Making a Sense of Chinese Hypersonic Threat- The Big Picture
Lt Gen (Dr) V K Saxena (Retd), PVSM, AVSM, VSM, Distinguished Fellow, VIF
Hypersonic Weapons – ‘the New Age Arsenal’

Hypersonic weapons are ‘big news’ these days. One of the virtues that has propelled these so called ‘new age weapons’ to high eminence is the claim that these are ‘unstoppable’ by any known air defences in the world today.

Expectedly therefore, the Chinese test of its hypersonic missile in Jul and Aug last year made a huge uproar both in the international media, as well as, in the strategic community. The assessed capability of the weapon was couched in eye-catching lines… ‘Unstoppable’; ‘went round the globe before cruising towards its target’; missed the target by a ‘dozen miles’ only.

This work attempts to make a sense of the Chinese hypersonic threat in the larger perspective and flags its relevance and applicability in our scenario.

Layout

The paper flows in this manner:-

  1. Putting hypersonic weapons in the perspective.
  2. The Chinese hypersonic weapon capability.
  3. Some inferences and reflections.
Putting Hypersonic Weapons in the Perspective

For the reader to appreciate what China has achieved and why it is so significant, a word about the ‘uniqueness’ of hypersonic weapons may be essential. This is briefly covered.

‘Uniqueness’ of Hypersonic Weapons
  1. In definitional terms, hypersonic simply relates to speed. In that a vehicle with a speed greater 5000 km/h is a hypersonic vehicle. Taking the speed of sound in the air to be about 1235Km/h a hypersonic weapon will therefore be the one that can fly at 5 times the speed of sound (or 5 Mach) or more. To get a better perception as to how fast is that; the above speed will correspond to some 1.6 km in one second! [1]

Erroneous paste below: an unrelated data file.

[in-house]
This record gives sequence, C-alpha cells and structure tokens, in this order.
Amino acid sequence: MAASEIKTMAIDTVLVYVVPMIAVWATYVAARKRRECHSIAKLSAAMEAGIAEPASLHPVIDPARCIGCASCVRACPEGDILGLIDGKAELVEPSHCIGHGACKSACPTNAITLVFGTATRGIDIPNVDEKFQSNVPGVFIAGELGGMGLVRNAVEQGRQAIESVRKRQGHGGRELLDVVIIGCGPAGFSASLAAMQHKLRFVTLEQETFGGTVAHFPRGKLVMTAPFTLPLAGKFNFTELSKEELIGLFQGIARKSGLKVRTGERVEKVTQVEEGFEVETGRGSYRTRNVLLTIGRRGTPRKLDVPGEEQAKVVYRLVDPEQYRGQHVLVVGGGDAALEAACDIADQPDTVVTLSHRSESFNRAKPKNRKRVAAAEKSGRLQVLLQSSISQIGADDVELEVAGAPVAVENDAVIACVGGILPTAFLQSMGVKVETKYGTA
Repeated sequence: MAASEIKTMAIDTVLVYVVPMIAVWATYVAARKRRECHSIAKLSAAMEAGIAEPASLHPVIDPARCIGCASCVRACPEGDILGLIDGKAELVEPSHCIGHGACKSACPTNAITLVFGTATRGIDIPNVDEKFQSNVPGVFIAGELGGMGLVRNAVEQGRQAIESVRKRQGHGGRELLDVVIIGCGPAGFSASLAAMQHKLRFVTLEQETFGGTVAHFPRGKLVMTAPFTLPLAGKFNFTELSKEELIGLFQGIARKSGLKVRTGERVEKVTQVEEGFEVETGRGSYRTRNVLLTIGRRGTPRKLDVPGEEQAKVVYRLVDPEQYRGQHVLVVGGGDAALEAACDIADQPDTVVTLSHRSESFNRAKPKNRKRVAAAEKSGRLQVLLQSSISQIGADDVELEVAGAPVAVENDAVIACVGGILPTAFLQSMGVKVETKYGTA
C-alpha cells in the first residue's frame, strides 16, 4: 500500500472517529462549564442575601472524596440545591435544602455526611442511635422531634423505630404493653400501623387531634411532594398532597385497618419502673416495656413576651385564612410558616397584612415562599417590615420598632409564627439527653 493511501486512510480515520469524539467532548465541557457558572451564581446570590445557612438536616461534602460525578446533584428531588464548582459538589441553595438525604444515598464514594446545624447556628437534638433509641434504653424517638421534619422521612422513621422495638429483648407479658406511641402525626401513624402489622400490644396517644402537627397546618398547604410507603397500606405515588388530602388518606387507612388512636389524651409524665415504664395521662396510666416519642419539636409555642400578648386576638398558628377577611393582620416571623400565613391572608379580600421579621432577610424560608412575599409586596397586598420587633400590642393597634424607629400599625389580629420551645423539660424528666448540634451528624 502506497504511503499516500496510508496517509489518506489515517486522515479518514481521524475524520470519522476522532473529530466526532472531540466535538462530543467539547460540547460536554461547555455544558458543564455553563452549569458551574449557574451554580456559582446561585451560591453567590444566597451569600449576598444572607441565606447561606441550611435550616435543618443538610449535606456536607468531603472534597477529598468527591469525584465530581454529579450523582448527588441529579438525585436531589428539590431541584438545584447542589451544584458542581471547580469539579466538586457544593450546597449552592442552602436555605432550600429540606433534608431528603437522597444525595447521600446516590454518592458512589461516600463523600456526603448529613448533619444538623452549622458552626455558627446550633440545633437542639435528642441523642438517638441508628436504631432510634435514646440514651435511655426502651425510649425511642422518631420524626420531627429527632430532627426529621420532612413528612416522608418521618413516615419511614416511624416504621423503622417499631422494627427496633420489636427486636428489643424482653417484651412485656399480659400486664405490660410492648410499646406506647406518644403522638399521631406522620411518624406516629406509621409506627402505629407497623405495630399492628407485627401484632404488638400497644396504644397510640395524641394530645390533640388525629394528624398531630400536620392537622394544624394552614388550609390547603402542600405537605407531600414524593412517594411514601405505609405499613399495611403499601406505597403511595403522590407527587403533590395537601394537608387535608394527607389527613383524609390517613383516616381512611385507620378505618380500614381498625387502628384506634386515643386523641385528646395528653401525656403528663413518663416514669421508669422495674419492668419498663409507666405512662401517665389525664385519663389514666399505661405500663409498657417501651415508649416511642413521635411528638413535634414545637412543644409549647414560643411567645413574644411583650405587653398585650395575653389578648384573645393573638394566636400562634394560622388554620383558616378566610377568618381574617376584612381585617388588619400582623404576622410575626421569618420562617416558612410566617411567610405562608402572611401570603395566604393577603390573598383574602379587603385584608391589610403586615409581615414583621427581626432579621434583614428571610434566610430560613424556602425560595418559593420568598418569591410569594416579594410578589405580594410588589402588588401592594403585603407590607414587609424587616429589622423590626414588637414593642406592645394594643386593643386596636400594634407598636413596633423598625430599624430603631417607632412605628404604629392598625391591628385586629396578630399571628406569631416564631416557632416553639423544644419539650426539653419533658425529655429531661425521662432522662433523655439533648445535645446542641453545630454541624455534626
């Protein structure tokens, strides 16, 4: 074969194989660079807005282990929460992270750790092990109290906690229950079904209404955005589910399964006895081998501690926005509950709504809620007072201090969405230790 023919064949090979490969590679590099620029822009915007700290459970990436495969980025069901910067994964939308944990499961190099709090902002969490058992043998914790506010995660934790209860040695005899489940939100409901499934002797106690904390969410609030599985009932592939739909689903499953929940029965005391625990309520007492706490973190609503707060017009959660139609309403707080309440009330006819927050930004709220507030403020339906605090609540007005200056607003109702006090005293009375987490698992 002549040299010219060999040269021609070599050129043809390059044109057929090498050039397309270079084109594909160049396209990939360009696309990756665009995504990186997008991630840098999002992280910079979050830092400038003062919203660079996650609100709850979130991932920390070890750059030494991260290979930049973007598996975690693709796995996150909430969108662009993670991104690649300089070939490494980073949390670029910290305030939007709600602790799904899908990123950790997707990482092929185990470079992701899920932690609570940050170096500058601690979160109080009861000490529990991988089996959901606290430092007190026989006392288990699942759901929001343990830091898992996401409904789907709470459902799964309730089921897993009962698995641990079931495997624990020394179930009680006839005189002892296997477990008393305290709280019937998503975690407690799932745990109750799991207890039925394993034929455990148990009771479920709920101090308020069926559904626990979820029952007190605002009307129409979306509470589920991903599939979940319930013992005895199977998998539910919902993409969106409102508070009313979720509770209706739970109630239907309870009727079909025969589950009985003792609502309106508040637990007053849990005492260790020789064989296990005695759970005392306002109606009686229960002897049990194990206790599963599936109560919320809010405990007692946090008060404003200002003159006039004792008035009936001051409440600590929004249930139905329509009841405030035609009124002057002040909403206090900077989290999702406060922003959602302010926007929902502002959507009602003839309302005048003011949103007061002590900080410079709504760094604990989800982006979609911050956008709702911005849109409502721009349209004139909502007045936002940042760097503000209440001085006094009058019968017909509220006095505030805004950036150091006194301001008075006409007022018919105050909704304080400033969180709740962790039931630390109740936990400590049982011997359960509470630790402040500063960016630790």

2. Second characteristic aspect of hypersonic weapons is its flight path. In that, most of the hypersonic weapons remain endo-atmospheric. Implying that the flight path of the hypersonic kill vehicle remains within the atmosphere (Below 80-100 km altitude)[2]
  3. The third signature of the hypersonic weapons is their being all-the-way powered. This starkly differs from the Ballistic missiles which have a characteristic feature of getting an initial boost (upon launch) followed by the sustainer boost (for longer range missiles) only upto some point in their flight.

    Boosted like this, the missiles may either remain endo-atmospheric or may go well outside the earth’s atmosphere (exo-atmospheric). After the boost phase is over, the missiles follow a ballistic trajectory. At some point in their flight, closer to the target, exo-atmospheric missiles re-enter the earth’s atmosphere and at a pre-designated point, launch single or multiple warheads (latter called Multiple Independently Targetable Re-entry Vehicles or MIRVs). The ballistic trajectories are highly predictable and hence defeat-able.

Implications of Uniqueness
  1. Unstoppability

    a. Every air defence weapon system be it on ground/air/sea/sub-surface/space, which may be employed to counter a hypersonic warhead essentially follows a five stage cycle which includes the following :-

    i. Detection of the incoming threat (either from a cold start or from a stand-by state or from a fully deployed stage).

    ii. Identification of the threat asto friend-or-foe(IFF).

    iii. Designation of the identified hostile target to the selected kill system.

    iv. Tracking of the target by missile guidance/fire control radars.

    v. Launch of kill vehicle and its guidance to the end-game or to a point after which the on-board guidance system of the kill vehicle takes over.

    b. While most of the above stages today are automated and system-controlled with minimal man-in-the-loop delay, but still, a typical cycle may take from less than a minute to a few minutes.

    c. With speeds > 5 Mach (in fact 8-20 Mach), the hypersonic weapons do not permit this cycle time to the conventional air defence systems. Hence these become unstoppable by such systems.